No, I am not referring to the pro forma apology every politician offers to get him/herself off the hook before running again (see under, Weiner, Anthony). I am referring to honest apologies that are perceived as honest by your customers.
On Saturday, Asiana Airlines flight 214, a Boeing 777, crashed on landing in San Francisco International Airport (SFO). It is a tragedy that two appear to have lost their lives and more than 100 were injured. On the other hand, it is a blessing that only two died; I remember crashes in the 1970s and 1980s, even in advanced Western nations, where many more died. For example, a look at Wikipedia under DC-10 immediately brings up the many incidents with that plane.
As of this writing, no one – absolutely no one – knows why the plane crashed. They do know that the tail, including the horizontal and vertical stabilizers, elevators and rudder – sheared off, but it is unclear if it was mechanical failure on landing that led to the crash, if the plane came in on too high an angle and the tail hit the ground and broke off, if something hit it, or some other cause.
Nonetheless, on Sunday, the executives of Asiana Airlines, based in Seoul, South Korea, apologized to their customers and the flying public. In true Asian style, they bowed in humility. Note that they don’t know if it was their fault. Perhaps it was poor maintenance, or perhaps a sudden and unavoidable wind shear flipped the plane; perhaps the pilots were in error, or perhaps Boeing had a failure in manufacturing. Nonetheless, the executives recognized that it was their plane on their airline that passengers were flying, and in some manner, directly or indirectly, they bear responsibility. Further, notice they didn’t blame a pilot, or mechanic, they apologized and showed humility, as they are responsible for the entire airline. President Harry S. Truman is famous for having had a sign on his desk, “The Buck Stops Here.”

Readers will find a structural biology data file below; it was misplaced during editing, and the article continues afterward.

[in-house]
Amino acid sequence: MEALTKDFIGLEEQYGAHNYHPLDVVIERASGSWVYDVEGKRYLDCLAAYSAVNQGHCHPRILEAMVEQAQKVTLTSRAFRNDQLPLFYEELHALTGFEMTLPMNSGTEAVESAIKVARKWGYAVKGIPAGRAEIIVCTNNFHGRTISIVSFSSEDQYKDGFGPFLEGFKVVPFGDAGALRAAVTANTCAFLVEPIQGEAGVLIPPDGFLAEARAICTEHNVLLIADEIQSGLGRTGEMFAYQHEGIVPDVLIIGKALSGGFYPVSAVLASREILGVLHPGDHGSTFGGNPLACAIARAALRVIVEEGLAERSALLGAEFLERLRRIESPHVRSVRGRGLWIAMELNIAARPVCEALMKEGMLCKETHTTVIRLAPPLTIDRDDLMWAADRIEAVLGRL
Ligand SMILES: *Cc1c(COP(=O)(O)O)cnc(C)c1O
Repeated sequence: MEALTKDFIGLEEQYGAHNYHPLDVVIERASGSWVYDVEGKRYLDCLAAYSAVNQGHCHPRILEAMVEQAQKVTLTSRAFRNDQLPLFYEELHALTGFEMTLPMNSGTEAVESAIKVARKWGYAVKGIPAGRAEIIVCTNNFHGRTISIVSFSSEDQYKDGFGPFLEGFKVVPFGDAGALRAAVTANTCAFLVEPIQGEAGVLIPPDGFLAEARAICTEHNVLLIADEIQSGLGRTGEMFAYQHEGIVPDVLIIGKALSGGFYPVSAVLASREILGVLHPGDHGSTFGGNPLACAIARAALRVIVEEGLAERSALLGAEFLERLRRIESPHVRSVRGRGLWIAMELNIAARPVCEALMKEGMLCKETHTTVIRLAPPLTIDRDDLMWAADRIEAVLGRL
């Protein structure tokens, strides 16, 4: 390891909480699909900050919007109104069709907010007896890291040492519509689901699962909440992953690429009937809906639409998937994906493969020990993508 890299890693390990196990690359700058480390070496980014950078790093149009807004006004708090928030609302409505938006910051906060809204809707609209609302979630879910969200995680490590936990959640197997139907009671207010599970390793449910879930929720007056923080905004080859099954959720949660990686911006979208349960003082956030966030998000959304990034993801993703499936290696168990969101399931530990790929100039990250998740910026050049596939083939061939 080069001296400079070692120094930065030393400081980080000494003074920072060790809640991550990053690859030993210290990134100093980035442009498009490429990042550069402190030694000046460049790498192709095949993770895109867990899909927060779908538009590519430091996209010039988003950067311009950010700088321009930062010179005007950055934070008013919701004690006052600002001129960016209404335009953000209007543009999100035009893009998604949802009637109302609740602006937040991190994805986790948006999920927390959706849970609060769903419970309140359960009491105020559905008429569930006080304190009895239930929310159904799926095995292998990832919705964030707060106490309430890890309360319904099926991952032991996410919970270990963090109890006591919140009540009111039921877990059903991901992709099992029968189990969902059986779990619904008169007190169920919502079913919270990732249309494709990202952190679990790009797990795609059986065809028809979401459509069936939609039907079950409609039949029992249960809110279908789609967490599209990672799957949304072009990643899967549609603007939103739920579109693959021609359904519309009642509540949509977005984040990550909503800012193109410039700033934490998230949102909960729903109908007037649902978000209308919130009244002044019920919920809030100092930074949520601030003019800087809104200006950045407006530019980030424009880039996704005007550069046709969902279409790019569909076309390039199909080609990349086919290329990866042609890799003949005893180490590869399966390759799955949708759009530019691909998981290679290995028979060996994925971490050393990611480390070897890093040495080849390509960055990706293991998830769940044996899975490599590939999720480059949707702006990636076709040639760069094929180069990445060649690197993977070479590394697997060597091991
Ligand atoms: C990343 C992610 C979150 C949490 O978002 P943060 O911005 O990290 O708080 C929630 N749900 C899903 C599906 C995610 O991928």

Nowadays, if you have an issue, your lawyers will tell you, “never apologize, never take responsibility.” They might urge you to settle, make an offer “without admission or denial of responsibility,” if it gets to legal claims to make a settlement out of court, but never ever apologize, as it is tantamount to an admission of guilt, which can put you at a legal disadvantage should legal proceedings be initiated. Unfortunately, that is true; unfortunately, it is also the lawyers – through plaintiffs attorneys, defense attorneys and judges (who are almost always attorneys) – who made it that way.
But lawyers are trained to focus on the legal and only the legal. They mitigate risk, thinking only (or at least primarily) of the downside.
Executives are those who look for risk, since they know that risk is not only the chance of a loss, but also the chance of a gain. Risk is something executives look for, balance, and weigh.
The executives of Asiana Airlines are taking a very large, yes, risk that passengers will sue them, and use their apology as an admission of guilt. But the lawsuits are inevitable, and the out of course settlements are unlikely to be materially higher due to the apology. At the same time, they have a bigger issue than few tens of millions of dollars in lawsuits. If customers perceive Asiana as unsafe, they will leave the airline in droves. Asiana will go under far more quickly due to lack of passengers, than due to higher lawsuit settlements (see ValuJet, Flight 592). On the other hand, if Asiana can convince customers that its executives take the matter seriously, deadly seriously, personally, it has a chance to regain the faith and trust of the flying public.
Your attorney’s job is to mitigate your risks; yours is to weigh your risks. Sometimes apologizing for hurting your customer, even if your attorney tells you not to, might be the better move for your business.